Coral bleaching makes fish easy prey

by   Profile Mares   When 17th May 2016
A predatory dottyback preparing to attack a damselfish. (c) Chris Mirbach

current spate of coral bleaching in Australian waters is preventing baby common
damselfish from learning how to identify which fish species are predatory
towards them, according to researchers in Australia and Sweden.

fish use chemical alarm signals released from the skin of attacked individuals
to learn the identity of new predators. They mix the alarm cue from their
wounded buddy with the smell or sight of the responsible predator, allowing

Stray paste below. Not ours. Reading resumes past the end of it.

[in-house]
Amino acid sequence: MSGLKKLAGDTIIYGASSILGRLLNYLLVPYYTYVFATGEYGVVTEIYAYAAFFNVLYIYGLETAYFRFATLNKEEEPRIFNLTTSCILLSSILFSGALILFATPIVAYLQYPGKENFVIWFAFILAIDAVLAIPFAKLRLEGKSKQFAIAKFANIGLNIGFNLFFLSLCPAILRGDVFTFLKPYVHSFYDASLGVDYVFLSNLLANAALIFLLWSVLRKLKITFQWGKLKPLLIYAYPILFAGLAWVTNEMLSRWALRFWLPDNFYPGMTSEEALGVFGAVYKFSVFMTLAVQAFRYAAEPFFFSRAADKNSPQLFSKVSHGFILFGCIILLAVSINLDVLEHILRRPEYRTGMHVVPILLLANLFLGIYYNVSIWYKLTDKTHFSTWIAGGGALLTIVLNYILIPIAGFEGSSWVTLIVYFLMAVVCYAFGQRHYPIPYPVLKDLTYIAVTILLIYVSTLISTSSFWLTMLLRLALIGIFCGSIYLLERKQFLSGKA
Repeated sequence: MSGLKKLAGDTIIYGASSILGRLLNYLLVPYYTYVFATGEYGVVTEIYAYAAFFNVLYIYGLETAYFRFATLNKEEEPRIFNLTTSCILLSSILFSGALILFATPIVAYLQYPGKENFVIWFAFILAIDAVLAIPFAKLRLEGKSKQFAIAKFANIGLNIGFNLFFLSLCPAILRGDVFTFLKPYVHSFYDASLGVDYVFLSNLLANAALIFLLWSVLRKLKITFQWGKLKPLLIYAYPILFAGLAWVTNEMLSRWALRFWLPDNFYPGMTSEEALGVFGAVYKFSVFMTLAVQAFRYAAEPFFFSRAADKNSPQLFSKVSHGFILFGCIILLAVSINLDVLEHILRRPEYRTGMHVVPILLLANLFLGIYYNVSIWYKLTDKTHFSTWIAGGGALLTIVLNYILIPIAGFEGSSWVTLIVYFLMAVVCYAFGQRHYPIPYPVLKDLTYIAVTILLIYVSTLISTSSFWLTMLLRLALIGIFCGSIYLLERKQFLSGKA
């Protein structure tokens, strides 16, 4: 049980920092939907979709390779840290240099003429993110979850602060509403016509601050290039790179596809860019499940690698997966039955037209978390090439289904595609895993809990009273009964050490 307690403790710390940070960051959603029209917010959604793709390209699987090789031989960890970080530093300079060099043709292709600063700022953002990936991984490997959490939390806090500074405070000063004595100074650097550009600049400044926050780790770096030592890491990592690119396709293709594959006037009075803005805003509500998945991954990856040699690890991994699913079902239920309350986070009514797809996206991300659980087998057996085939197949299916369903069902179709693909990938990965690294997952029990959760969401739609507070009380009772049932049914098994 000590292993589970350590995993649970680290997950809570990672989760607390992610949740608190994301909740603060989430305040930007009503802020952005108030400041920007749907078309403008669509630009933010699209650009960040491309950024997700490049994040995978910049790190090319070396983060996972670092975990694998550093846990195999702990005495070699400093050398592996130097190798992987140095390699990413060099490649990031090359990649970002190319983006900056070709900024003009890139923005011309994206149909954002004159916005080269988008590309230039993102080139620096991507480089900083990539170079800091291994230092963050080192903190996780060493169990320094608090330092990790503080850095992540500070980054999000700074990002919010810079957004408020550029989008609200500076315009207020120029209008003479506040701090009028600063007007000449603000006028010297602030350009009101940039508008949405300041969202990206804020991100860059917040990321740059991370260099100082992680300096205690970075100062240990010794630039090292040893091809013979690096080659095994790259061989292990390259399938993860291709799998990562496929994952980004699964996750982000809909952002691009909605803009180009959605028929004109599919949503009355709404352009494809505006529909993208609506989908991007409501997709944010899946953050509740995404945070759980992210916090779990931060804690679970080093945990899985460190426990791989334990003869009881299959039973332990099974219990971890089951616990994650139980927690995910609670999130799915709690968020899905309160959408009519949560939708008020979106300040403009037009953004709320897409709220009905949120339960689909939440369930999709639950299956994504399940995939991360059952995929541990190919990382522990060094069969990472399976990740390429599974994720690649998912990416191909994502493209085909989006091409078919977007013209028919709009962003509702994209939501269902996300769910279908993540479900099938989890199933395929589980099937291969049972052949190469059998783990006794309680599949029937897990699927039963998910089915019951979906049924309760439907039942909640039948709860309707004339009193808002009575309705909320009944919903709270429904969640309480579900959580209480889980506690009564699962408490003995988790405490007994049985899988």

them to learn which individuals are dangerous and should be avoided in the
future,” said Professor Mark McCormick, from the ARC Centre of Excellence for
Coral Reef Studies at James Cook University.

natural learning process works only within the environment of living corals. If
the surrounding corals are dead, the fish cannot detect the alarm signals.

Dr Oona
Lönnstedt of Uppsala University in Sweden explained that when corals died and
become covered in algae, the olfactory landscape of the reef seemed to change,
and this affected this learning mechanism.

“If the
process of cataloguing and avoiding predators is hindered in some species by
coral degradation and loss, then much of the diversity of reef fish could be
lost too. Many reef fish need specific habitats that only healthy coral reefs
can provide,” she added.


Written by
Profile Mares
When 17th May 2016
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